By Kelly Munson, President, Aetna Medicaid, a CVS Health Company
According to the CDC, a traumatic event is marked by a sense of horror, helplessness, serious injury, or the threat of serious injury or death. Sadly, 70 percent of adults will experience at least one traumatic event in their lifetime — the effects of which can linger far beyond the event itself.
Research shows that traumatic events can have an adverse effect on both our physical and mental health, especially when these events occur in childhood, commonly referred to as adverse childhood experiences (ACEs). According to the Center for Health Care Strategies, conditions linked to trauma exposure include chronic lung and heart diseases; liver disease, viral hepatitis and liver cancer; autoimmune diseases; sexually transmitted infections; and depression and other mental health conditions.
Given the long-lasting effects of trauma, and therefore long-lasting effects on our health care system, it’s imperative that we are well-informed and using the best approaches to understand and treat those who have experienced trauma in any form — be it directly or through their work with someone who has experienced trauma. As a result, our members, our employees and our communities will benefit.
Addressing Trauma to Better Serve Vulnerable Populations
While trauma can occur anywhere and to anyone, it is the unfortunate truth that the Medicaid population, often growing up in or navigating difficult environments and experiences, is more likely to have a history of ACEs and trauma. This greatly impacts Medicaid recipients’ physical and mental health — and makes them less likely to address these issues, particularly if their health care experience makes them feel as though they’ve had to relive their trauma in any way.
This is where trauma-informed care comes into play. This shift in the delivery of care centers on making those who have experienced trauma — and we know this to be nearly three-quarters of those walking through the door — feel safe and comfortable receiving care. A major part of this shift is simply remembering the power and impact of your words and actions. Taking the treatment focus from “what’s wrong with you” to “what happened to you” centers care on a complete picture of the person to promote effective health care service and promote healing.
Another core aspect of trauma-informed care is coordination between a member’s doctors. If each doctor is aware of the circumstances that are being treated, it allows them to proceed accordingly, without having the member repeat the story of their trauma each time they enter a doctor’s office —avoiding revictimization. While these changes might seem small, they have a significant impact on the experience for members because they feel seen and understood. In gaining a member’s trust and ensuring they are as comfortable as possible, they will be much more likely to address their issues head-on, improving outcomes for both provider and member.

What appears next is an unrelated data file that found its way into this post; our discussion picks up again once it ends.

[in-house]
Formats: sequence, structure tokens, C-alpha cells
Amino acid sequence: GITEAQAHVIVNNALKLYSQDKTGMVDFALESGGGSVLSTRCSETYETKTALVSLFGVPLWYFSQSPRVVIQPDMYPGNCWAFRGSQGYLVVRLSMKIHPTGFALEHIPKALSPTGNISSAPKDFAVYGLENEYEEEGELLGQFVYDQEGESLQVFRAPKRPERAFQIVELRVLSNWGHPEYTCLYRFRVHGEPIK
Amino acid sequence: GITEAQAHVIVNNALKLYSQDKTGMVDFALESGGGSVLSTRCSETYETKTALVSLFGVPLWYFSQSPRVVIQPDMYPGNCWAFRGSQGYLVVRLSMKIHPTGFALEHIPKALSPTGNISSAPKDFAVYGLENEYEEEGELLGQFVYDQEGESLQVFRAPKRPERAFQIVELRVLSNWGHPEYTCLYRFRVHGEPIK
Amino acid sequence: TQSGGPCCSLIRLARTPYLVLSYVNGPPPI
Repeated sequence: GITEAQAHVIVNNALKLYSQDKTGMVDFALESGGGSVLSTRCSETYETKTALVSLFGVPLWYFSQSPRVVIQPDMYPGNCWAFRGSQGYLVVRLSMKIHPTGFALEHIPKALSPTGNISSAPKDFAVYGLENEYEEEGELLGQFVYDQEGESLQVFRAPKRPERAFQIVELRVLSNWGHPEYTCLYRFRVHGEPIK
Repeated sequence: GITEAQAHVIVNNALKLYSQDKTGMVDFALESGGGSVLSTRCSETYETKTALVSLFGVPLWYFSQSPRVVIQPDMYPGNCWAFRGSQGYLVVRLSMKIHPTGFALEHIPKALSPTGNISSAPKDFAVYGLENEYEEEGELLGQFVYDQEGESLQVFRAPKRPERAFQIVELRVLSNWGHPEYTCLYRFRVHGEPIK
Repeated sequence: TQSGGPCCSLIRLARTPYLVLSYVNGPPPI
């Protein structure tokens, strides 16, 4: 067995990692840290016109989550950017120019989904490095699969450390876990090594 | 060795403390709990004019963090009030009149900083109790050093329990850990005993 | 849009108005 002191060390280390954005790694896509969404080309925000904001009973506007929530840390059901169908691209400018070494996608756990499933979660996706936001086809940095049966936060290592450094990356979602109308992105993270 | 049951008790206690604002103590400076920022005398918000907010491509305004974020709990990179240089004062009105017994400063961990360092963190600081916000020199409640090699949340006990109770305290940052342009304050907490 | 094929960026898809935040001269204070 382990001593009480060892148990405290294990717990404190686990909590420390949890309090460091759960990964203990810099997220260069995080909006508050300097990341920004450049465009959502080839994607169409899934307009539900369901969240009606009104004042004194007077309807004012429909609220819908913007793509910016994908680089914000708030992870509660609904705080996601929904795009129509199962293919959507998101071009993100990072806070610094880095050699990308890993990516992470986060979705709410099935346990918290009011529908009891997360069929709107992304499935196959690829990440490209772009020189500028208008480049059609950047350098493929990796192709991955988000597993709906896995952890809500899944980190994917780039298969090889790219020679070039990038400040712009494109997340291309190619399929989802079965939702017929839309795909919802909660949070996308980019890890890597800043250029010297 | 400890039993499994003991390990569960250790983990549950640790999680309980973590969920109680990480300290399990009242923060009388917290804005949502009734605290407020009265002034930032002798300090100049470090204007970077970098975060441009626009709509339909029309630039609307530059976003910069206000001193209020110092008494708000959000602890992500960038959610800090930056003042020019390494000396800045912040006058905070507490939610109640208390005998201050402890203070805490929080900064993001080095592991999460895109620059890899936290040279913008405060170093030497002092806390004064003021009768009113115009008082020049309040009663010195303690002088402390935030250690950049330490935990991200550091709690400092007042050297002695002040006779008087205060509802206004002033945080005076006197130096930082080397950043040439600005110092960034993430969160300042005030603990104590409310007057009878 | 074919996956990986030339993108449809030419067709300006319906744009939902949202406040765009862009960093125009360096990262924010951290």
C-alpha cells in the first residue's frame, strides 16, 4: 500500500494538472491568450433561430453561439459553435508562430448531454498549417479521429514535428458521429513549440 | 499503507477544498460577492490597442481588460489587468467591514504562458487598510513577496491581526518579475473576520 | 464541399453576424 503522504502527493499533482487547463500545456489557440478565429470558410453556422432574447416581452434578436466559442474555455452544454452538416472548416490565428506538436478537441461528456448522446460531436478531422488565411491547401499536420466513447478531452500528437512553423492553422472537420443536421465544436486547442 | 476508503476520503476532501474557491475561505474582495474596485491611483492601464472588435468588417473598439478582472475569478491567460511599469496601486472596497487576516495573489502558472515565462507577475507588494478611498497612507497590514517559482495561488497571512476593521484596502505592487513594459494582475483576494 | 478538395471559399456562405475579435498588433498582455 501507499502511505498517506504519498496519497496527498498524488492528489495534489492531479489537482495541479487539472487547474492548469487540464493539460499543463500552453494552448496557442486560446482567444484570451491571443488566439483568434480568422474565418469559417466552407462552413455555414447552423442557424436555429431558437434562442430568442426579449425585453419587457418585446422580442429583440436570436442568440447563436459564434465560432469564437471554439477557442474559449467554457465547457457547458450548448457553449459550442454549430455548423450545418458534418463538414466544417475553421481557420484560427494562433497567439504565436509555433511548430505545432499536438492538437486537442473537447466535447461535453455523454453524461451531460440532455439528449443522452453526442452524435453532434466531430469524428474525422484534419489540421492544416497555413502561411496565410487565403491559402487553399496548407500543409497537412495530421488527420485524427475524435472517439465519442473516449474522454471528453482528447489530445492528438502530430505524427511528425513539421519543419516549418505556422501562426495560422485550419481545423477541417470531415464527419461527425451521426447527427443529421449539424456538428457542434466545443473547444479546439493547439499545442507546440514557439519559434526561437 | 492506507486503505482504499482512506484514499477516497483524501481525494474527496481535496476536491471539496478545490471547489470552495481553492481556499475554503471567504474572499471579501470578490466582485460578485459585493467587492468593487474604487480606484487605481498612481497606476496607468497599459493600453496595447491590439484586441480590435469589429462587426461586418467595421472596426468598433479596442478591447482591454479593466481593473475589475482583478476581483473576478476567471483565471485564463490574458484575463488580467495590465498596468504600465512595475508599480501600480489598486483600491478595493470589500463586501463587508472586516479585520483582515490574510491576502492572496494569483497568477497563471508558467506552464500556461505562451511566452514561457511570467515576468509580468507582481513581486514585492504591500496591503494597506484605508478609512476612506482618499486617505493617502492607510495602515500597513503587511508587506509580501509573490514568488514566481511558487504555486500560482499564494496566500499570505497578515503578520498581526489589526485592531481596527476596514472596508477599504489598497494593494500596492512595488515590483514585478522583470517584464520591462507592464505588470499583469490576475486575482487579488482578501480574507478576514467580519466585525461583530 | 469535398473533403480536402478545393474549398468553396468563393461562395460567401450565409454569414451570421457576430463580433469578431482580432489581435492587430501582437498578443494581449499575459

Addressing Secondary-Trauma to Better Serve Your Employees
A major, and sometimes unnoticed, step towards helping those who are working to overcome trauma is ensuring that those responsible for overseeing this process are equipped to do so. Unfortunately, studies show that between 6 and 26 percent of therapists working with traumatized populations are at risk of what we call secondary trauma. Alongside a lower sense of wellbeing, this can also mean burnout and turnover within staff that is critical to helping a population in need.
In an effort to help bridge this gap, Aetna recently launched the Trauma Informed Care Center of Excellence, aimed at addressing secondary trauma and the impact of ACEs on a person’s lifelong health. The center offers resources to communities including a learning collaborative, a manual to help organizations implement trauma informed care practices in their workplace and a lifeline to experts in the field for ongoing and sustained growth.
Through the Center, Aetna is also sponsoring a year-long investigation designed, conducted and evaluated by the University of Oklahoma’s Hope Research Center in partnership with Sunbeam Family Services in Oklahoma City and Hillsides in East Los Angeles County. While the science tells us that hope can mitigate the effects of secondary traumatic stress, our hypothesis is that a workforce with higher hope is more likely to experience better job satisfaction and overall wellness, as well as come to their jobs each day with renewed energy and focus for the benefit of their children and families.
While there are long-established studies on the effects of trauma, the manner with which we approach and aid those who are or have experienced it, in any form, continues to develop each day. Given the pervasiveness of the issue at hand, it’s critical that we continue to learn, implement and treat our members and ourselves with the care we need to move forward with confidence and health on our side.
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